In my last blog post, I wrote about self-awareness, the capacity for coming to know things about oneself. As I mentioned, this is an essential element of healing from Irritable Bowel Syndrome (IBS), another functional gastrointestinal problem, or a functional non-digestive medical problem like chronic pain or chronic migraines. In this blog post the focus is mindfulness and how to cultivate it in everyday life.

Why is learning how to be mindful important? Because self-awareness, or cognitively/mentally knowing things about yourself, does not in and of itself lead to change. What leads to change is doing something different. Mindfulness gives you some of the tools you need to be able to do something different in order to shift the patterns driving your functional medical problem.

Before I explain how mindfulness helps you to facilitate change, let me define it:

Mindfulness is the capacity for being present in the here and now with a certain kind of awareness that is non-judgmental and receptive. Simple stated, mindfulness is a state of awareness of awareness. It is being with what is (happening) in the present moment without necessarily having or needing to have an intellectual understanding of what is (happening).

The moment you start thinking of something that’s happening right now in this moment, you shift out of being with what’s happening. Thinking about and being with something are two different processes in the brain that involve different brain structures. Theoretically, mindfulness is considered a right-brain process, while making sense of something you become aware of is considered a left-brain process.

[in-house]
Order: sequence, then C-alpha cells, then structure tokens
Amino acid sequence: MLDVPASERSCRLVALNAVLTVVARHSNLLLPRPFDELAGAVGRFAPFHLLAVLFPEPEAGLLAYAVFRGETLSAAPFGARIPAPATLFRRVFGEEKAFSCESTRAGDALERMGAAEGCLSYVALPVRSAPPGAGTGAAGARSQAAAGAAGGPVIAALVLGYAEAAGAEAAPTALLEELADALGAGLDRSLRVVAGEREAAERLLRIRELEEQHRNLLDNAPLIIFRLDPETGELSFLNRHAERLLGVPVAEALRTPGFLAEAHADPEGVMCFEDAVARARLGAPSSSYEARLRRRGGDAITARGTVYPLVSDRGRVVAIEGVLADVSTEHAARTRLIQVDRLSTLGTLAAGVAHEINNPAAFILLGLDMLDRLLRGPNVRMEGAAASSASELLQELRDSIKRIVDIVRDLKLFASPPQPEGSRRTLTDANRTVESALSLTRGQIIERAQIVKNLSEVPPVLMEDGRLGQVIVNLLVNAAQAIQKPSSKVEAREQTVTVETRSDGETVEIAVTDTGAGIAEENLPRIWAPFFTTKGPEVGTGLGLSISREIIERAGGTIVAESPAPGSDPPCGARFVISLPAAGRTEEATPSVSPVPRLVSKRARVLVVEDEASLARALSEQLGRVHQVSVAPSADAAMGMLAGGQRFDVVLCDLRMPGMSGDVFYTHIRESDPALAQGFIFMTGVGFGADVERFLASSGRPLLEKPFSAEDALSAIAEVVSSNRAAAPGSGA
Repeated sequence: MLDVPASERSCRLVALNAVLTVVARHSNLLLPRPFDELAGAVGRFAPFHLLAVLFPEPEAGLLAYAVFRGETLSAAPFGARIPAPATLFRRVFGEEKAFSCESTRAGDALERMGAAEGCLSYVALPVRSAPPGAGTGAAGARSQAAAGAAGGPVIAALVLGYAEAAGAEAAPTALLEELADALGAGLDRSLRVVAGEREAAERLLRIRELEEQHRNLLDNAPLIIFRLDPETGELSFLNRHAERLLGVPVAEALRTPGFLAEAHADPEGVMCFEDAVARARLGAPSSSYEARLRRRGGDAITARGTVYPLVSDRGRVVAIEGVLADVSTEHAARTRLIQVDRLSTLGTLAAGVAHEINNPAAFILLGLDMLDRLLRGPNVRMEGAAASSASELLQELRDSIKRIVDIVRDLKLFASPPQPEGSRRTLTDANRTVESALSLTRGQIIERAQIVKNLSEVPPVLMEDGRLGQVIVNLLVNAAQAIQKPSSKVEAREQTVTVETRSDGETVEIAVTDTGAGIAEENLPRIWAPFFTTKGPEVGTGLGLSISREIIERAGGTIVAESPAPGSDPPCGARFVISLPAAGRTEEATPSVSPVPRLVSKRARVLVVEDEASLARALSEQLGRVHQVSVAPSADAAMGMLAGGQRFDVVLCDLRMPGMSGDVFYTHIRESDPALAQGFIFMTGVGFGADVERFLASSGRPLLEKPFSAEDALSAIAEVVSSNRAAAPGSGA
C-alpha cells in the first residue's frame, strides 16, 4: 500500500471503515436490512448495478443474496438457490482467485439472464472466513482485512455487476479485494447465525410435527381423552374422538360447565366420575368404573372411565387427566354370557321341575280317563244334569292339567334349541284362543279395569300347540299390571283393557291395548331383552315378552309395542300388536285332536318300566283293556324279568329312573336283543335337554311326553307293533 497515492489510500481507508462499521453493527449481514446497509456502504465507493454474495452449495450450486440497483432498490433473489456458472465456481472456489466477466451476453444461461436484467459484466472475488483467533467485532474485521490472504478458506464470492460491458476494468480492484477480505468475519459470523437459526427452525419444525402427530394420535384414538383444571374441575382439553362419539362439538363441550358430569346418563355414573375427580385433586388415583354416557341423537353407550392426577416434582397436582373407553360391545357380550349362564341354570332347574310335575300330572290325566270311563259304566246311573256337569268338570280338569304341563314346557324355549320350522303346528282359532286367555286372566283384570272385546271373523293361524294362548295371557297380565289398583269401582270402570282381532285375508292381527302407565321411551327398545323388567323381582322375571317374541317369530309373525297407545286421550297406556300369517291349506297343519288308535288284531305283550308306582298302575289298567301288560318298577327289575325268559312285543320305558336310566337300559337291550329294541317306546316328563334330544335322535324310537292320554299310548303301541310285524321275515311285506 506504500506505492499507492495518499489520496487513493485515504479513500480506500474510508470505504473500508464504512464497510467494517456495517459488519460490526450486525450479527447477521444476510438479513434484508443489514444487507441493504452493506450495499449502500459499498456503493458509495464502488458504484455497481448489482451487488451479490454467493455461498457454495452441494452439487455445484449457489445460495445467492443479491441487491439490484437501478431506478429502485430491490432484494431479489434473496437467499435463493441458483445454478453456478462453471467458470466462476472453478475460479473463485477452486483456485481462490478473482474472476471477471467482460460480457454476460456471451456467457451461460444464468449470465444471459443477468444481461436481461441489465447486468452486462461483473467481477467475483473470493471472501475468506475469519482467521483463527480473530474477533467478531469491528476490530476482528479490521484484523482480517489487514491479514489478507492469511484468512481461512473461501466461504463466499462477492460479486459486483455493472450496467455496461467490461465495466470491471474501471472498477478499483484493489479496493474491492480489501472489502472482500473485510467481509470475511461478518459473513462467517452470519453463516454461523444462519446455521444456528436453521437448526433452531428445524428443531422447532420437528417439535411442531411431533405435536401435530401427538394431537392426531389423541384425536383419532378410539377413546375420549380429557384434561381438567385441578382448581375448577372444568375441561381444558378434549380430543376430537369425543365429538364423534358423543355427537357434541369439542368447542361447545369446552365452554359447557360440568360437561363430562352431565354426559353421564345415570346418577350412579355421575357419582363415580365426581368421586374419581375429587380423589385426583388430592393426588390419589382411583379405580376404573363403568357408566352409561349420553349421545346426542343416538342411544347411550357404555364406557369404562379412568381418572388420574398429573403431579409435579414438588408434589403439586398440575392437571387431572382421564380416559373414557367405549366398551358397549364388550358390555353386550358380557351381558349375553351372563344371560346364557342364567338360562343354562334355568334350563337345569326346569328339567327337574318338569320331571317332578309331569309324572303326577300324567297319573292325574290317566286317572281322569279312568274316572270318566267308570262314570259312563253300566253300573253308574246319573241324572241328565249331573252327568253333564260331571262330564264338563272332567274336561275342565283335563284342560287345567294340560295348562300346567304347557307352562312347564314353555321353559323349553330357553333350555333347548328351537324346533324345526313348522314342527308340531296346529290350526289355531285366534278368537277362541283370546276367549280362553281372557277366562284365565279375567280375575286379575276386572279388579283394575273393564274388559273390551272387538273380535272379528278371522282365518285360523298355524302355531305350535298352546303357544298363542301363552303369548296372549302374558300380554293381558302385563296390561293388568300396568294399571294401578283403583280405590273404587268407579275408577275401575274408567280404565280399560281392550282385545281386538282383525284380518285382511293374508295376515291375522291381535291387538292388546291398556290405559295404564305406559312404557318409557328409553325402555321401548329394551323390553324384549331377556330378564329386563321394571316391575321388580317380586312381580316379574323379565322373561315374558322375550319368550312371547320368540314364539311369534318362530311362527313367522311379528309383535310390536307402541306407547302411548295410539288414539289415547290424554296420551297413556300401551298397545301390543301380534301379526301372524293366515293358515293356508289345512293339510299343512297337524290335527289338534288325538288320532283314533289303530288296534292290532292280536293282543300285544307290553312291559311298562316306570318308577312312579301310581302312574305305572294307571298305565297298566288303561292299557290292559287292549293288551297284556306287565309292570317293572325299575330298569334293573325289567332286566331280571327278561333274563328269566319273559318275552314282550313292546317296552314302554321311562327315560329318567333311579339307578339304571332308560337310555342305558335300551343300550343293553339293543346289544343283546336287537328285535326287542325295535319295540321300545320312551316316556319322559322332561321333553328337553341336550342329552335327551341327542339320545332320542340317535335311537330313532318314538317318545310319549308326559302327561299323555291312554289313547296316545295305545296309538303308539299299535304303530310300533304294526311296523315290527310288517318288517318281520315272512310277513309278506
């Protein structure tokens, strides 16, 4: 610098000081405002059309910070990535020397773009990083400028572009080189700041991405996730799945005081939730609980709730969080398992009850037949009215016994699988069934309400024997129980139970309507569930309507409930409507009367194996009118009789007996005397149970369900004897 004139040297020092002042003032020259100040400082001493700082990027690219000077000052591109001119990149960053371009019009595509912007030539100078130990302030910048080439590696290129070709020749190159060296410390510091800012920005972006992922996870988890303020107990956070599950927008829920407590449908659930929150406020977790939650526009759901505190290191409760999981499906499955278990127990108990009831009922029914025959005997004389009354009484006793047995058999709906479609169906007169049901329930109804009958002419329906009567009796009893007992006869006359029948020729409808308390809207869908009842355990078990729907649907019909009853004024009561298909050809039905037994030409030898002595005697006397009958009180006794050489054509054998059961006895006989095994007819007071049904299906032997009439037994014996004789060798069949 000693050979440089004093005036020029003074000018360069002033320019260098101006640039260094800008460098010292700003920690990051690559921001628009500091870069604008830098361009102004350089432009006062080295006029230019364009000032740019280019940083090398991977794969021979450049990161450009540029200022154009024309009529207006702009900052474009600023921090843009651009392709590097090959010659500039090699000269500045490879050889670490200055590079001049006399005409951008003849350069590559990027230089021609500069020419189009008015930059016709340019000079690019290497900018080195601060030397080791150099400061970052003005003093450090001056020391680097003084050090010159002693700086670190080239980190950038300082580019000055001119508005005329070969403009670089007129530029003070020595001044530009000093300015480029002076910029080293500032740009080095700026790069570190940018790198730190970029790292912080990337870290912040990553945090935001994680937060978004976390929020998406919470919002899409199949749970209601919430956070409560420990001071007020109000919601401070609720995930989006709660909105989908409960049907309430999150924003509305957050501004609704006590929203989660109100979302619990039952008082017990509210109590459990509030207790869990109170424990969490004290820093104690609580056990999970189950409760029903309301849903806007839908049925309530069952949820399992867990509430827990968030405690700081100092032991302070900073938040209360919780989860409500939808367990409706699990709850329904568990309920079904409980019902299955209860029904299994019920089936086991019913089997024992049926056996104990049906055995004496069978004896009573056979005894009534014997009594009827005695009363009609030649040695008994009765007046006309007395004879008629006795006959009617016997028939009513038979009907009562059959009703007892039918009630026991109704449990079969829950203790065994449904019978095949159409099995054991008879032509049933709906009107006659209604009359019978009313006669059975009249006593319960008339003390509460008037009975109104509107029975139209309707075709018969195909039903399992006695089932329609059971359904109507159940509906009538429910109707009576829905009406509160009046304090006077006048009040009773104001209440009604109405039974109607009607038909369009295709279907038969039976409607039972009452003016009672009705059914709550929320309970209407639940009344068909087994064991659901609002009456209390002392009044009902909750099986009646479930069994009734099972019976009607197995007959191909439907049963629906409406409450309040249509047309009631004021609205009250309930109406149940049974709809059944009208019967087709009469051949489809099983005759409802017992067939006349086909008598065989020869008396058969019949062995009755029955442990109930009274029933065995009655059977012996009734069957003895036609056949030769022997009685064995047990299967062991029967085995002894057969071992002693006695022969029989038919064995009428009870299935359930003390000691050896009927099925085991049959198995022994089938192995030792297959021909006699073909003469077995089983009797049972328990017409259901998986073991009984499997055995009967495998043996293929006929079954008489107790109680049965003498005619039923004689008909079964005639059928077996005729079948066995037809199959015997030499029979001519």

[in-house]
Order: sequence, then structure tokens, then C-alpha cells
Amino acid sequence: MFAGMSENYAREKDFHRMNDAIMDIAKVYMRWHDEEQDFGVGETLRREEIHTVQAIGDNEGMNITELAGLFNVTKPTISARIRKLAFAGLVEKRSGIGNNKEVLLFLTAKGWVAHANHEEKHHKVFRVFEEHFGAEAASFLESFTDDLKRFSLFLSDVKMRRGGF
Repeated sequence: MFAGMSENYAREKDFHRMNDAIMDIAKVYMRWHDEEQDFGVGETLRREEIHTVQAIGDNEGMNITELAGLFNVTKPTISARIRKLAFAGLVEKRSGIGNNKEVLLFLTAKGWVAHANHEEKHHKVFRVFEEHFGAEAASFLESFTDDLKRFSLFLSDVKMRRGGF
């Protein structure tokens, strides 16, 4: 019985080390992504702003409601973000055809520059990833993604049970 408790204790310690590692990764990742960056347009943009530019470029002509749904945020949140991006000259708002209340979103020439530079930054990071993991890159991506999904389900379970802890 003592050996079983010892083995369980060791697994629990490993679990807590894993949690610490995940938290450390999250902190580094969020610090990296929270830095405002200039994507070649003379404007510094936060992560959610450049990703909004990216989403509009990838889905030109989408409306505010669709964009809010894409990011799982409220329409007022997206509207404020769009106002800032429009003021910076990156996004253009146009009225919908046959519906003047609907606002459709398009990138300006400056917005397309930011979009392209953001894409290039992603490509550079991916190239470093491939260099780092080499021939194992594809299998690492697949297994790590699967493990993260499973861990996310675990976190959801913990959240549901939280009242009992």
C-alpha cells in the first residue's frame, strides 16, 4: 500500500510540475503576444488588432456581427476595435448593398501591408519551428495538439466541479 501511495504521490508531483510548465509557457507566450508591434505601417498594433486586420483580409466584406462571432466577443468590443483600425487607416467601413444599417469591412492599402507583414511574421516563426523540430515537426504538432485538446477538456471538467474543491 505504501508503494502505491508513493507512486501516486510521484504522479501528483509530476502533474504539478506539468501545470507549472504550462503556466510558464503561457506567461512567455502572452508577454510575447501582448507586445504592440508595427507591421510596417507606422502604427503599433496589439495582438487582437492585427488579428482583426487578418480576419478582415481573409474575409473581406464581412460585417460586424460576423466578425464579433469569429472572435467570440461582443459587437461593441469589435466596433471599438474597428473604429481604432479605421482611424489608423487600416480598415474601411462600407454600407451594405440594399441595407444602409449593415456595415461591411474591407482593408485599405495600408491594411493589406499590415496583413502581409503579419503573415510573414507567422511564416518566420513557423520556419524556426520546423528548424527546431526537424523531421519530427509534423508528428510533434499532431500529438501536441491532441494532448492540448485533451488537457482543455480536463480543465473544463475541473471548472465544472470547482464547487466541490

This is an important piece of information. When it comes to healing from a functional medical problem, you need to facilitate new right-brain experiences for yourself, but you also need to integrate these new experiences using left-brain processes. That is how we as human beings learn! And this is how you are going to heal.

When you practice being mindful, you activate a right-brain process that puts you in direct contact with yourself,—your feelings, sensations, thoughts, images, urges, impulses, wishes, desires, and needs—allowing you to work more directly with your Autonomic Nervous System, ANS. This is critical because the ANS, the part of your nervous system that operates without your conscious control, drives the patterns underlying your functional medical problem. Being able to shift into a mindful state of being gives you access to the information generated by the ANS that over time will elucidate the patterns that are not yet conscious to you. This is how you’re going to heal your body.

So just how do you generate mindfulness in your everyday life? Well, traditionally, it is through regular, ongoing meditation in silence and stillness that the state of mindfulness is cultivated. That said, meditation is not the only way to experience a state of mindfulness.

The most important thing is that you 1) develop the capacity to shift into and sustain a state of mindfulness and 2) come to know when it is important for you to do this.

If you have the time and the interest in starting a daily meditation practice, by all means do it unless you suffer from depression. Mindfulness meditation has been contraindicated for some people with depression. By all means, consult with a psychotherapist if you are currently suffering from depression or think you may be.